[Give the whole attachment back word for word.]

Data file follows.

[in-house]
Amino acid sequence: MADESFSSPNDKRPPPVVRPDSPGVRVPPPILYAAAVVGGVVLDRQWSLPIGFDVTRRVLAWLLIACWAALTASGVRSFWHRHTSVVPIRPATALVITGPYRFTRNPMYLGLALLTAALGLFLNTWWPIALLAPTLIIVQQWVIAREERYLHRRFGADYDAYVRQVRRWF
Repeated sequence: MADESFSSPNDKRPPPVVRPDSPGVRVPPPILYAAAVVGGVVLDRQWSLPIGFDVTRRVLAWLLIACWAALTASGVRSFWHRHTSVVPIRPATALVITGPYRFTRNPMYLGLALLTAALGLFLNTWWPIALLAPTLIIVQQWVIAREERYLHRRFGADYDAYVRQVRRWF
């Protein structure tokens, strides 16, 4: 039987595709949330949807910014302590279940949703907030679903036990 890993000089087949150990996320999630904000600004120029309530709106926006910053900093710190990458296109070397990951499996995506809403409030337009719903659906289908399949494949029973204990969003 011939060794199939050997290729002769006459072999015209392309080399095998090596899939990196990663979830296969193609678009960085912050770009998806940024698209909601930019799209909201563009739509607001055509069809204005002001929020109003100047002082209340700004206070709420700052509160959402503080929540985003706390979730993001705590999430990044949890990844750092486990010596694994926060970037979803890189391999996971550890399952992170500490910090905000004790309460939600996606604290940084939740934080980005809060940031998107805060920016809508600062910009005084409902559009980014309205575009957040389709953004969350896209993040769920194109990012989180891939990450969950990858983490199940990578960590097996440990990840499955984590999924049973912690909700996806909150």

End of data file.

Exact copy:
[in-house]
Amino acid sequence: MADESFSSPNDKRPPPVVRPDSPGVRVPPPILYAAAVVGGVVLDRQWSLPIGFDVTRRVLAWLLIACWAALTASGVRSFWHRHTSVVPIRPATALVITGPYRFTRNPMYLGLALLTAALGLFLNTWWPIALLAPTLIIVQQWVIAREERYLHRRFGADYDAYVRQVRRWF
Repeated sequence: MADESFSSPNDKRPPPVVRPDSPGVRVPPPILYAAAVVGGVVLDRQWSLPIGFDVTRRVLAWLLIACWAALTASGVRSFWHRHTSVVPIRPATALVITGPYRFTRNPMYLGLALLTAALGLFLNTWWPIALLAPTLIIVQQWVIAREERYLHRRFGADYDAYVRQVRRWF
């Protein structure tokens, strides 16, 4: 039987595709949330949807910014302590279940949703907030679903036990 890993000089087949150990996320999630904000600004120029309530709106926006910053900093710190990458296109070397990951499996995506809403409030337009719903659906289908399949494949029973204990969003 011939060794199939050997290729002769006459072999015209392309080399095998090596899939990196990663979830296969193609678009960085912050770009998806940024698209909601930019799209909201563009739509607001055509069809204005002001929020109003100047002082209340700004206070709420700052509160959402503080929540985003706390979730993001705590999430990044949890990844750092486990010596694994926060970037979803890189391999996971550890399952992170500490910090905000004790309460939600996606604290940084939740934080980005809060940031998107805060920016809508600062910009005084409902559009980014309205575009957040389709953004969350896209993040769920194109990012989180891939990450969950990858983490199940990578960590097996440990990840499955984590999924049973912690909700996806909150």